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Oxford mayor sets up Ikeda fund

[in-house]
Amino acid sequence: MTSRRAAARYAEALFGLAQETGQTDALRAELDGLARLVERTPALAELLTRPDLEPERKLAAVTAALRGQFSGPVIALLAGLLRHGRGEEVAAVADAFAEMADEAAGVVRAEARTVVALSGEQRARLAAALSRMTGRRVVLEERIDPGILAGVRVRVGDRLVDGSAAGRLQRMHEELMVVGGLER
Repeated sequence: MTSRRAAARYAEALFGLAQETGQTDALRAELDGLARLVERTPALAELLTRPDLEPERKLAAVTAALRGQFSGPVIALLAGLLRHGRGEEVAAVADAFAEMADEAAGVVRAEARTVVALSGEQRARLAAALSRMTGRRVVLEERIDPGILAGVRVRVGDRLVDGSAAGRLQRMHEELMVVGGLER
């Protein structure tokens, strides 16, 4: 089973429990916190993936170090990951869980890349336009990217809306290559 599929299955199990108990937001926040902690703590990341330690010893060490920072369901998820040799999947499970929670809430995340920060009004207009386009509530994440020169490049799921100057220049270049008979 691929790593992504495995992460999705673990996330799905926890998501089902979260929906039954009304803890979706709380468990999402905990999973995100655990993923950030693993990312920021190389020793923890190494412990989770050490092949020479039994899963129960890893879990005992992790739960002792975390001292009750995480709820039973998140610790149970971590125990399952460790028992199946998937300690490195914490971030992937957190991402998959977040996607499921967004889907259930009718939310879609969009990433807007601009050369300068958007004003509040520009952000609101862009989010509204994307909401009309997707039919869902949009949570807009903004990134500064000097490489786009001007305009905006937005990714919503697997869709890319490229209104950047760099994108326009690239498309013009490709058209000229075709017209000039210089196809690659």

first_img“Traditionally the Lord Mayor chooses a couple of charities to support during the year,” she explained, “and this was one that was close to my heart.”Kentaro Ikeda came to the University in November 2007 to read for a Masters degree in Educational Studies at St. Edmund’s Hall. He was assailed by two teenagers while cycling home from the Teddy Hall library along Mesopotamia Walk in the early hours of the morning.The two pulled Ikeda from his bike, bludgeoned him with his bike lock and stole his rucksack, bike and laptop. Knowles and Mack, both 18, were sentenced in February to a total of sixteen years in jail for robbery and grievous bodily harm.Ikeda, who was discovered unconscious by passers-by, was rushed to the John Radcliffe Hospital where he underwent four emergency surgeries. He remained in critical condition for weeks before being airlifted to Japan.Oon, who was at the Radcliffe Hospital following the attack and met Ikeda’s mother there, described the situation as a “nightmare”.“When we finally got to visit him, tears rolled down my cheeks,” she recounted “seeing his condition: unconscious, his bright future dimming out.”Despite her faith that Mrs. Ikeda would “overcome the odds” to care for her son, Oon noted that “the fund would be very helpful for the family, for a mother who has given up her profession.”Asked if she sensed that the local community felt somehow responsible for what had happened to Ikeda, Clarkson responded, “In terms of the sense of guilt, it’s people out in the suburbs, in the town part of the city, that feel that.”Ultimately, Clarkson said she hoped that the fund will heal rather than highlight any tensions that may have arisen as a result of the incident. “I would like to think that the University and the town can come together on this and do what’s best for Kentaro and his family. If it brings University and town together, so much the better.” A fund has been set up for Kentaro Ikeda, an Oxford University student who was brutally assaulted last summer.The collection was initiated by Mary Clarkson, Oxford’s new Lord Mayor. She said the fund will be put to uses that will strive to improve Ikeda’s quality of life and ease the burden of medical costs faced by his family.Clarkson said the Ikeda family invested a substantial portion of their savings in their son’s education at Oxford, and are consequently ill-equipped to deal with the costs of on-going treatment.Although planning is still in its early stages, Clarkson hopes to raise money by holding an event in Town Hall and securing sponsorship.Friends and acquantances of Ikeda expressed approval of the plan. “I totally support the idea of a fund,” said Chern Oon, a postgraduate student at Merton College. “Kentaro does not deserve to be in the condition he is in right now; we can only help him and support him in any way we can. I am sure the knowledge that he has the support of family, friends, and the Mayor will help him remain optimistic and hopeful.”As the former ward councilor for Marston, Clarkson felt a special responsibility to the student, who was attacked in Marston by town residents. “It happened in Oxford, in my patch”, she said.She reported that Ikeda remains in a rehabilitation centre and his widowed mother has had to leave her teaching job to care for him.Clarkson said many of her constituents had also felt shocked by the attack.“The local community was just appalled,” she said. “People in Marston got in touch with Kentaro and sent him cards.”She added that a local Japanese family had initially suggested the idea of a fund a way to channel this sympathy.Clarkson stated that Peter and Mieko Galpin, the owners of the restaurant Edamame on Hollywell Street, brought the former St. Edmund Hall student’s plight to her attention. Through their connections with the Japanese community, the Galpins established contact with Ikeda’s mother and brothers and sent Clarkson an email, prompting the idea for the fund.last_img read more

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